Curing ailing universities

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Curing ailing universities

The government is to lead the restructuring of unsound private universities. The Ministry of Education, Science and Technology next month will start checking management of around 30 financially troubled universities that could not recruit as many students as they wanted. It is possible that they run their academic programs poorly.

Schools deemed unable to survive on their own will be evaluated as poorly managed universities and they will be merged into other schools or closed. We believe this is an inevitable measure to prevent university education from worsening and to boost universities’ competitiveness.

Universities in Korea can handle more students than they do now. Even though 84 percent of high school graduates advance to universities, there are still plenty of universities that fail to fill their quotas. Last year, 42 percent of private universities could not fill the spaces they wanted to. Seventeen regular universities and 10 vocational colleges run at more than 30 percent below their maximum capacity. As many as five universities had less than half the students they wanted.

Since these universities have difficulty recruiting new students, it is hard to expect them to invest in their education. Their educational environment becomes poor and the damage is passed down to students.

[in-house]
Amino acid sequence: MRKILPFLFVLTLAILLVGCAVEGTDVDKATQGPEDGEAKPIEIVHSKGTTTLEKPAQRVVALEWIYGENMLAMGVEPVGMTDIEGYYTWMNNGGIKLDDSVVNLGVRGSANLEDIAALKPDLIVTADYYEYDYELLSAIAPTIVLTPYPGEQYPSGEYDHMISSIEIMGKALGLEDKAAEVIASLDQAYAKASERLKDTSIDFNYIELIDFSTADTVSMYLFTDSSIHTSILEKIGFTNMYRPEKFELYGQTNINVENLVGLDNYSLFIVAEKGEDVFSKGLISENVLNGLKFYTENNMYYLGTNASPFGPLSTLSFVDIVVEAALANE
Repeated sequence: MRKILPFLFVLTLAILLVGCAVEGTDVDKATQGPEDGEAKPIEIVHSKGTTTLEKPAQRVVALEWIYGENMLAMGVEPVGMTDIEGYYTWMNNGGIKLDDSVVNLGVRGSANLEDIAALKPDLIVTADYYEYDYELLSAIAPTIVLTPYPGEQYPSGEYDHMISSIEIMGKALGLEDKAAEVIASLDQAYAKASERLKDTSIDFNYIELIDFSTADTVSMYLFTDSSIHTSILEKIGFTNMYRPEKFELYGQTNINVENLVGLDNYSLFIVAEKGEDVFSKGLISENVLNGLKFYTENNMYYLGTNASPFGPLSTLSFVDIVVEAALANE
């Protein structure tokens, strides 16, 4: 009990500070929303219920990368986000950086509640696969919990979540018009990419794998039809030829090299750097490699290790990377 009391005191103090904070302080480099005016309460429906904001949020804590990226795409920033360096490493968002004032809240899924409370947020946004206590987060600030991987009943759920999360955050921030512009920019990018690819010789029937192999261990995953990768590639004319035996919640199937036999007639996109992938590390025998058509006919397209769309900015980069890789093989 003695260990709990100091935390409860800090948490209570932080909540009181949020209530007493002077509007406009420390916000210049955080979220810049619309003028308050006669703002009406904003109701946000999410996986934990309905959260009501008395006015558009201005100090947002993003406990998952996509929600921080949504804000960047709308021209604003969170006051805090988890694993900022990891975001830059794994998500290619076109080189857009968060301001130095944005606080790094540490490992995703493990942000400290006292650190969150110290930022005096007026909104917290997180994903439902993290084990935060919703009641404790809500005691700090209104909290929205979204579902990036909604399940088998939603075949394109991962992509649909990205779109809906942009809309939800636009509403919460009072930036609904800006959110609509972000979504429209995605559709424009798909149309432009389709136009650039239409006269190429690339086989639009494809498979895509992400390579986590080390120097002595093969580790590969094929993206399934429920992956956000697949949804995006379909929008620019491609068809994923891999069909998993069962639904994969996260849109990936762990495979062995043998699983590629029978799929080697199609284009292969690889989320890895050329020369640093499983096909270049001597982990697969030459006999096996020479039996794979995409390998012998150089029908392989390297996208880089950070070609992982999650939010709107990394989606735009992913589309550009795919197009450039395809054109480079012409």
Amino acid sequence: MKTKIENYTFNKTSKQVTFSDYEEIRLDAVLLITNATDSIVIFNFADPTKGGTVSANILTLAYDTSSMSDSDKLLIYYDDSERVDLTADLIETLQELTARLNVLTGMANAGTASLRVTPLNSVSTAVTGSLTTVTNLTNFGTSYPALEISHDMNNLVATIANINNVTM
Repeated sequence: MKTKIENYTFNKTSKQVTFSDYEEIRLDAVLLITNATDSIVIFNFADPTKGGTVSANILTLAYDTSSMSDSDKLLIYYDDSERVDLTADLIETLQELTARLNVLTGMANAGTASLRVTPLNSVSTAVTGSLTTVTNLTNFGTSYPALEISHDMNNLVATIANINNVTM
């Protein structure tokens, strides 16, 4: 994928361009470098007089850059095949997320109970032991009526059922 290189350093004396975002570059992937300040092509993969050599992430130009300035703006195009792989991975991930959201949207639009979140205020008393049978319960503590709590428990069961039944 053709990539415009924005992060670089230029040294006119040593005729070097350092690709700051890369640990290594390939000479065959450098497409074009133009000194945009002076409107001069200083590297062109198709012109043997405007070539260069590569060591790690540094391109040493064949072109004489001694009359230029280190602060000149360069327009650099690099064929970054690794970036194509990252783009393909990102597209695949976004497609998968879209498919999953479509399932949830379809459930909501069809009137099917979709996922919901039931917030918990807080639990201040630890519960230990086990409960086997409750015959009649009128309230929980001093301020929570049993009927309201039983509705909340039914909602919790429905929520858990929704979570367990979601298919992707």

Thus, unhealthy universities must be restructured. It is only right to close universities that cannot realize their goal of education due to a lack of students and difficulties in management. Of course, inducing them to close voluntarily is a desirable way to minimize conflict.

In this regard, it is good that the Ministry of Education, Science and Technology works hard to prepare ways for such universities to shut down on their own. The ministry intends to provide administrative and financial support for mergers of universities, and allow universities that are to disappear to invest their remaining assets into corporations for public interest or social welfare.

The question is whether this is enough to encourage unhealthy universities to close. The answer is problematic as many universities are already trying their best to avoid being evaluated as poorly managed schools. It is thus necessary to establish limits - such as a university’s failure to enroll half its maximum number of students for two years in a row - and establish a law to close them by force.

It is worth considering measures that would give part of the remaining assets of the closing schools to the founders, while such assets are ordinarily sent to the government. That could encourage troubled universities to close on their own.
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